Redskins' coach Gibbs expected to retire Health reasons reportedly are cited

March 05, 1993|By Vito Stellino | Vito Stellino,Staff Writer

Joe Gibbs is expected to announce his retirement as head coach of the Washington Redskins today because of health reasons.

Mr. Gibbs, 52, is expected to be replaced by Richie Petitbon, the team's assistant head coach for defense.

Mr. Gibbs' retirement was first reported by a Washington television station, WTTG, and confirmed by a team source. Team officials had no immediate comment, but were expected to hold a news conference later today.

Mr. Gibbs attended a prayer breakfast in Richmond, Va., this morning. He told the congregation that he had "some decisions to make" and asked the people to pray for him. Mr. Gibbs is a born-again Christian.

There were no details released on his health problems, except that they are not life-threatening. Mr. Gibbs is known for working long hours with the Redskins and sleeping in his office three nights a week during the season.

Mr. Gibbs was named Redskins' head coach in 1981 by owner Jack Kent Cooke at the recommendation of then-general manager Bobby Beathard. Mr. Gibbs coached the team to four Super Bowl appearances in the past 12 years, winning three of them. His overall record is 140-65.

The Redskins struggled to a 9-7 regular-season record last year and were eliminated in the playoffs by the San Francisco 49ers. But it was generally considered to be one of Mr. Gibbs' best coaching jobs because the team was beset by injuries.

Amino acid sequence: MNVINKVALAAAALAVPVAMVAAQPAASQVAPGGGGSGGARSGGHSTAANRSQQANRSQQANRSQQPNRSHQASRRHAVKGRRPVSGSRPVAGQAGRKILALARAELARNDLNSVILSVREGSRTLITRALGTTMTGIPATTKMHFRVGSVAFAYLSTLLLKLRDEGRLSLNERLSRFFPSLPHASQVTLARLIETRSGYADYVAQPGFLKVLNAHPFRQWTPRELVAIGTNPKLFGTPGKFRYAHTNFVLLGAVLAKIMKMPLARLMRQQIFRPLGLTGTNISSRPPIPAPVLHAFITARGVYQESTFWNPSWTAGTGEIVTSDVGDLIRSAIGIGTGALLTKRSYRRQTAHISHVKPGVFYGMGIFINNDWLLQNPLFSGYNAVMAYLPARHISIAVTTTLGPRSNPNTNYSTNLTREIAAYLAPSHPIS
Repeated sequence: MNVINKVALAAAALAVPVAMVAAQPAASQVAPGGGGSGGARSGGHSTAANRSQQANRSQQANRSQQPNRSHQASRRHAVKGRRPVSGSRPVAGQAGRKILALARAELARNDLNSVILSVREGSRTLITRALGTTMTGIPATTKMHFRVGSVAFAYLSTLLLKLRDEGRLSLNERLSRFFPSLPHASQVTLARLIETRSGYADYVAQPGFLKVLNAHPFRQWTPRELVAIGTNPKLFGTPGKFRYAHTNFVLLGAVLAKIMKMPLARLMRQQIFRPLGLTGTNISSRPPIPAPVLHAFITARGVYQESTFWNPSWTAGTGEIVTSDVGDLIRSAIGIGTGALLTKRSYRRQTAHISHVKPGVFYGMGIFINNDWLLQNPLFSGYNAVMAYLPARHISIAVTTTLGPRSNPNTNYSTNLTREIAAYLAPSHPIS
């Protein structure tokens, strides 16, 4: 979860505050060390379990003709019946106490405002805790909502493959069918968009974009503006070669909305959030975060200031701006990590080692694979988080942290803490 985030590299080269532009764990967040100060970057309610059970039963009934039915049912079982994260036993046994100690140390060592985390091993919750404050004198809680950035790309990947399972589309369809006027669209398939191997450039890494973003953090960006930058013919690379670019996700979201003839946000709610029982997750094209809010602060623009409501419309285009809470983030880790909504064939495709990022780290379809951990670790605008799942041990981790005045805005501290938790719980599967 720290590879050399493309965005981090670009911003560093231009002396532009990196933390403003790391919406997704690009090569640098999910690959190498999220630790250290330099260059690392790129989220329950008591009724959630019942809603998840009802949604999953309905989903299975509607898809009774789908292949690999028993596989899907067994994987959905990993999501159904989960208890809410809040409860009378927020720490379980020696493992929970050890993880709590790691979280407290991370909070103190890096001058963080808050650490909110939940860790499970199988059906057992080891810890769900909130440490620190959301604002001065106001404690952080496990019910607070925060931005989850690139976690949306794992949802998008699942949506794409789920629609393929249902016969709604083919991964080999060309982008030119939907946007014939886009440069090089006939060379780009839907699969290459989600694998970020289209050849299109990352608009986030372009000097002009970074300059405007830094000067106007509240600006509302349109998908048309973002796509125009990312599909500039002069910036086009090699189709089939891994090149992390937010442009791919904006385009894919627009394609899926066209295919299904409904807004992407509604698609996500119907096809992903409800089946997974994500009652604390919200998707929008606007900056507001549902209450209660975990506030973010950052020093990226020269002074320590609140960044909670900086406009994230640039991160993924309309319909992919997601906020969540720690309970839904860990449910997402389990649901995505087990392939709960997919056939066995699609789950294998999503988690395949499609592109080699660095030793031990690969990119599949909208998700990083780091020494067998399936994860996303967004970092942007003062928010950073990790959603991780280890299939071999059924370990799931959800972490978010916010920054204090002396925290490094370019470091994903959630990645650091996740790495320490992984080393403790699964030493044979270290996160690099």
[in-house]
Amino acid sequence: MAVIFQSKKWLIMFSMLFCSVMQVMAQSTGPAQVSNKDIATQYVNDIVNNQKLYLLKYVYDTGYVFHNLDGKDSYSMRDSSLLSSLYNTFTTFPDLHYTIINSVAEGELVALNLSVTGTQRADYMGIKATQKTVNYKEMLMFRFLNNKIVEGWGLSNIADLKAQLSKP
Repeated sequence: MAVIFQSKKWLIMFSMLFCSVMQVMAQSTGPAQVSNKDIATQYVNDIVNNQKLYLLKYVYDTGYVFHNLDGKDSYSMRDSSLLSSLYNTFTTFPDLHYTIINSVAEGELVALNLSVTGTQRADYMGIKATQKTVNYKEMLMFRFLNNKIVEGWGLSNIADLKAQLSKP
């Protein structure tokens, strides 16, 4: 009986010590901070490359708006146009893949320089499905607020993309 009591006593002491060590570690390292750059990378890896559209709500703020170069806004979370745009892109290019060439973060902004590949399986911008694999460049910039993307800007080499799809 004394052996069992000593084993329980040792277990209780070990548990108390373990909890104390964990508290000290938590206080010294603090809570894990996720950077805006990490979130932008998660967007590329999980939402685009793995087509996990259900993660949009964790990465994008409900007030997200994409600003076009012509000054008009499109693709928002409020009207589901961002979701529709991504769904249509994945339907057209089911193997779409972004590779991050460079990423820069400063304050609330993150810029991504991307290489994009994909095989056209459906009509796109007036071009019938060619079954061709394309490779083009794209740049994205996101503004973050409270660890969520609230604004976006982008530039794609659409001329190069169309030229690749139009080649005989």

A year ago, Mr. Gibbs started sponsoring a NASCAR racing team with Dale Jarrett as his driver. That endeavor sparked much speculation that Mr. Gibbs might retire to devote full time to the venture. But even after Mr. Jarrett won NASCAR's biggest event, the Daytona 500, last month, Mr. Gibbs said he had no plans to quit coaching.

When the Redskins won the Super Bowl a year ago, Mr. Gibbs said he wouldn't coach for 20 years, but put no timetable on his future.

He suffered severe financial reverses early in his career when some real estate investments failed. Mr. Gibbs refused to declare bankruptcy and eventually paid the money back.

Mr. Gibbs and Don Shula of the Miami Dolphins have been the two highest-paid coaches in the National Football League, earning in the range of $1.6 million to $1.7 million a year.

Mr. Petitbon, 54, is one of the most respected defensive coordinators in the league. He was responsible for the Redskins' defensive schemes and Mr. Gibbs rarely interfered on defense. But Mr. Petitbon has never been a head coach.

The Redskins will have to find an assistant coach to run their offense with Mr. Gibbs' departure. Rod Dowhower, a former head coach with the Indianapolis Colts, has been Mr. Gibbs' top assistant on offense, but Mr. Gibbs usually runs the offense.

Mr. Gibbs and his wife, Pat, have two sons, one playing linebacker at Stanford and the other involved in his racing team. Mr. Gibbs has often said he talks with his family every year about whether they want him to continue coaching.

Mr. Gibbs has seemed to thrive on the fast-paced lifestyle, though. He has said that even when he takes a vacation, he is usually bored by about the third day and wants to go home on the fourth day.

When Mr. Gibbs' car-racing team won the Daytona 500, he said, "In football, I'm more responsible, but the thrill of winning the Super Bowl and of winning the Daytona 500 are exactly the same. I'm one of the most fortunate individuals in the world. I'm blessed."

Mr. Gibbs' departure could have an immediate impact on the Redskins' ability to attract free agents and bring their unsigned players under contract.

One of the team's selling points was that with Mr. Gibbs as the head coach.

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